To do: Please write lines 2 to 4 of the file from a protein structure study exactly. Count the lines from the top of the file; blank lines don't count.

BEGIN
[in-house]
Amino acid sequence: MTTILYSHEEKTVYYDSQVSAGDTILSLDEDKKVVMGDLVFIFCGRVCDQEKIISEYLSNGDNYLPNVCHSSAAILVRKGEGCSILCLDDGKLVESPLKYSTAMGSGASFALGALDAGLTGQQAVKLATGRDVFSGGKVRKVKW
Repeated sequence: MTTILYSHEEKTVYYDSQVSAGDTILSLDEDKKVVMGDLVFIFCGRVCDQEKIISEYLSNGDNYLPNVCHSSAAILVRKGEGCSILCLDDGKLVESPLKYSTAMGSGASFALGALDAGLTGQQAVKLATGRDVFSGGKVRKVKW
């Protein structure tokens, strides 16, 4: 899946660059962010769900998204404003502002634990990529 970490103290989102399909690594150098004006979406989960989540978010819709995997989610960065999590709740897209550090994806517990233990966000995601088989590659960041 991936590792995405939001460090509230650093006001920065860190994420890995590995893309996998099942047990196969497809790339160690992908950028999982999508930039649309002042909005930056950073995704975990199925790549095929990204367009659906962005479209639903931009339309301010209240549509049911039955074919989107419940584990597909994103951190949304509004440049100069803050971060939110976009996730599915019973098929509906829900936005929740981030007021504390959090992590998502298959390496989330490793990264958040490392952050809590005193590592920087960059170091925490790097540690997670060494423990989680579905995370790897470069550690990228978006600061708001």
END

Amino acid sequence: MTTILYSHEEKTVYYDSQVSAGDTILSLDEDKKVVMGDLVFIFCGRVCDQEKIISEYLSNGDNYLPNVCHSSAAILVRKGEGCSILCLDDGKLVESPLKYSTAMGSGASFALGALDAGLTGQQAVKLATGRDVFSGGKVRKVKW
Repeated sequence: MTTILYSHEEKTVYYDSQVSAGDTILSLDEDKKVVMGDLVFIFCGRVCDQEKIISEYLSNGDNYLPNVCHSSAAILVRKGEGCSILCLDDGKLVESPLKYSTAMGSGASFALGALDAGLTGQQAVKLATGRDVFSGGKVRKVKW
């Protein structure tokens, strides 16, 4: 899946660059962010769900998204404003502002634990990529 970490103290989102399909690594150098004006979406989960989540978010819709995997989610960065999590709740897209550090994806517990233990966000995601088989590659960041 991936590792995405939001460090509230650093006001920065860190994420890995590995893309996998099942047990196969497809790339160690992908950028999982999508930039649309002042909005930056950073995704975990199925790549095929990204367009659906962005479209639903931009339309301010209240549509049911039955074919989107419940584990597909994103951190949304509004440049100069803050971060939110976009996730599915019973098929509906829900936005929740981030007021504390959090992590998502298959390496989330490793990264958040490392952050809590005193590592920087960059170091925490790097540690997670060494423990989680579905995370790897470069550690990228978006600061708001």